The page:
When asked how I got into furniture design there is no simple answer; I have always made things. What makes the practice of furniture design so compelling is the very intimate interface between object and the human body. sense of touch, sight, smell, weight, temperature, structure; how the piece touches you, all come into play to provide very real, immediate and physical feedback.
Heirloom quality furniture, hand-made modern; big, quiet, subtle and substantial.
It is the job of the designer to push the materials in the exploration of new forms. The best materials push back. It is often that point of resistance, which gives information and guidance to the designer and lends justification and meaning to form.
Natural things clean themselves; a rainstorm leaves the trees and grasses so very clean, but cars and buildings end up dirty, why is that? Any bug or animal can live right in the dirt and yet emerge spanking clean. When man goes out into the natural world he is virtually attacked by dirt.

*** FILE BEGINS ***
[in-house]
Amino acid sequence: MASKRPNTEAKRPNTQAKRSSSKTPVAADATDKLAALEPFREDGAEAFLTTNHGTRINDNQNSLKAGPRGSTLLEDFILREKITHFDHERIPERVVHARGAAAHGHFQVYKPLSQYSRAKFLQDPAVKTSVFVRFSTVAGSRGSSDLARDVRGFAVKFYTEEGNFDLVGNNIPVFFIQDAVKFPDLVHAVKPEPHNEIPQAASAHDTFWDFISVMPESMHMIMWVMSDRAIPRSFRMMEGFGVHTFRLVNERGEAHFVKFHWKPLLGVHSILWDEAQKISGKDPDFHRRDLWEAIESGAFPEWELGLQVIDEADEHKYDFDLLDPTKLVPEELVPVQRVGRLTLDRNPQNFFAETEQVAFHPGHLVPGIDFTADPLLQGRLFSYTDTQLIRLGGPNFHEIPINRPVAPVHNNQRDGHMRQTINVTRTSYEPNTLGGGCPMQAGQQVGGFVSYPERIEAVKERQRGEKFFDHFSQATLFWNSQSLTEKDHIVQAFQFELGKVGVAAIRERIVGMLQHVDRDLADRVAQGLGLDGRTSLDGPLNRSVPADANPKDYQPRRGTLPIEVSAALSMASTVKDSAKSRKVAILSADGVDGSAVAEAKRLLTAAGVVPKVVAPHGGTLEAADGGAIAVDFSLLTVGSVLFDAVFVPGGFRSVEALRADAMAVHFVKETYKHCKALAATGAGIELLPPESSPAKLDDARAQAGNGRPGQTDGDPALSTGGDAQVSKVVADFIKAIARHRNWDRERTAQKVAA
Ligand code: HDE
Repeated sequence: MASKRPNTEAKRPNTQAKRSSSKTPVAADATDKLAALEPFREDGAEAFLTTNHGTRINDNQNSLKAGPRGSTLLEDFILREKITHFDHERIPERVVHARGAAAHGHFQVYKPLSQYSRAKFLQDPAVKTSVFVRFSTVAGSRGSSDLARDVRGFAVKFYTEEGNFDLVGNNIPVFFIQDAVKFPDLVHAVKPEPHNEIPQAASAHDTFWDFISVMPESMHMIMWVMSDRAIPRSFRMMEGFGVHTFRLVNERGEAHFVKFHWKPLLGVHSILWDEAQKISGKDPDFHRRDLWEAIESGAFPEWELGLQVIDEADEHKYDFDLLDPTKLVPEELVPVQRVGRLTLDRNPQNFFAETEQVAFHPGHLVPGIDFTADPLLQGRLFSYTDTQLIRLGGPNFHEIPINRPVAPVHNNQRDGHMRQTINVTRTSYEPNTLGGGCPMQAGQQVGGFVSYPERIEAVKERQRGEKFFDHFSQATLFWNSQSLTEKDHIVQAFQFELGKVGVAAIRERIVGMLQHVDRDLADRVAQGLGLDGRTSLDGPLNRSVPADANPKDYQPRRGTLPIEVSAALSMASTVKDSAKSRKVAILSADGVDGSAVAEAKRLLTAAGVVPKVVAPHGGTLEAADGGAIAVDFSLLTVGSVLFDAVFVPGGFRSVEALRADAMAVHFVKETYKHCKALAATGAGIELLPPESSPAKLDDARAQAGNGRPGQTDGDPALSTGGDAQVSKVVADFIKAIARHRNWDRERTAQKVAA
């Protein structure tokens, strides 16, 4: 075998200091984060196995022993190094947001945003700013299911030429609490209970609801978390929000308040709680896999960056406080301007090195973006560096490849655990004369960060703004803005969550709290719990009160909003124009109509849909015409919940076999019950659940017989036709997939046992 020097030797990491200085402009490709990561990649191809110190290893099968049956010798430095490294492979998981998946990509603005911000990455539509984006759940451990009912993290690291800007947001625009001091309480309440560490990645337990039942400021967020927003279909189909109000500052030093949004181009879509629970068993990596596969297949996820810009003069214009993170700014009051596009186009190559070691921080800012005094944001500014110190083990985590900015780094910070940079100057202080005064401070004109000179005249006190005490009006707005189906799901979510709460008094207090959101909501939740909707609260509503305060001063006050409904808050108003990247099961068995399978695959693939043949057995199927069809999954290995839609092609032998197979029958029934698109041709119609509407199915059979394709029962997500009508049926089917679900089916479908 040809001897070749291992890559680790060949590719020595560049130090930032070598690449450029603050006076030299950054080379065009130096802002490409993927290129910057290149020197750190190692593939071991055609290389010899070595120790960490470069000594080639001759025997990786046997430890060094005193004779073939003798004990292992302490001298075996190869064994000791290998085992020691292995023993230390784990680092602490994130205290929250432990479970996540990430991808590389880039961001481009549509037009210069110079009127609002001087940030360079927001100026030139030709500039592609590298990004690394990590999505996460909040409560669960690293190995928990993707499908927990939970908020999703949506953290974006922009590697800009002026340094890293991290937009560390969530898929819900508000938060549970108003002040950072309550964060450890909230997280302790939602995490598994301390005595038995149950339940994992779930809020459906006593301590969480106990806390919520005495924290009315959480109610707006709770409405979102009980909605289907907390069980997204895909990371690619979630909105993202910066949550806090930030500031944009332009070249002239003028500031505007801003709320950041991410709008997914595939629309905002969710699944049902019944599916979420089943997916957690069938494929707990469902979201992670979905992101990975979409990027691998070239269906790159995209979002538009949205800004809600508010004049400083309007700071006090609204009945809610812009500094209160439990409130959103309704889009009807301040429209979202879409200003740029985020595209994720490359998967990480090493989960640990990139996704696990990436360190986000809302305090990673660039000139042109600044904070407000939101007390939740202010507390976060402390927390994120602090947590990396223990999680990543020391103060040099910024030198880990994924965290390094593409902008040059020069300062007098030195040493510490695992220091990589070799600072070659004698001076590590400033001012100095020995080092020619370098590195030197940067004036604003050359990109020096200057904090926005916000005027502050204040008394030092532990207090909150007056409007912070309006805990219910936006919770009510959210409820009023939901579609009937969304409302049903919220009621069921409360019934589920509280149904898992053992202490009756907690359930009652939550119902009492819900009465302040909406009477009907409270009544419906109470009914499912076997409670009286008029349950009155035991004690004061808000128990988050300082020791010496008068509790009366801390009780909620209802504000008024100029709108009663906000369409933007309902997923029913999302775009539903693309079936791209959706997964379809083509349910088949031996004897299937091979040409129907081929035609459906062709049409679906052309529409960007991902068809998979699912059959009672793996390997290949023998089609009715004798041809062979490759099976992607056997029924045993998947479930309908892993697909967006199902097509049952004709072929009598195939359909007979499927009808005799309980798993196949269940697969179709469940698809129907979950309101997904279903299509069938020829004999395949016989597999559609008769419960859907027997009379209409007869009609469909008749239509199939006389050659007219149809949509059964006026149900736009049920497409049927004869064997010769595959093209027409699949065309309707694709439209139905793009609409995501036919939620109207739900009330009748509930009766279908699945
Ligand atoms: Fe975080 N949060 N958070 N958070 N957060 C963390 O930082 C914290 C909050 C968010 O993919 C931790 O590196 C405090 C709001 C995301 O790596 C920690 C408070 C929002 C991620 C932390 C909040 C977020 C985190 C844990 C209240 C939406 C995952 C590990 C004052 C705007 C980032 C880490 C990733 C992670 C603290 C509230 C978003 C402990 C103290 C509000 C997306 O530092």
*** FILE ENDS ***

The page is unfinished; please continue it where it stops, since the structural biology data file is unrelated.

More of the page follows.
The essential challenge for any designer is finding a real reason to make more stuff. The world is already pretty full of stuff, once you have a good reason, doing good work becomes a much more straightforward proposition. These reasons may be different for each circumstance and for every project must be found anew.
I will continue to explore new possibilities in seating. Somewhere between the massive old wooden chairs of the past, like the Bank of England chair, which have such a dignified relationship to the human form, and the tremendous lightness brought to us by the modernists like Arne Jacobsen, there are great chairs out there waiting to be made.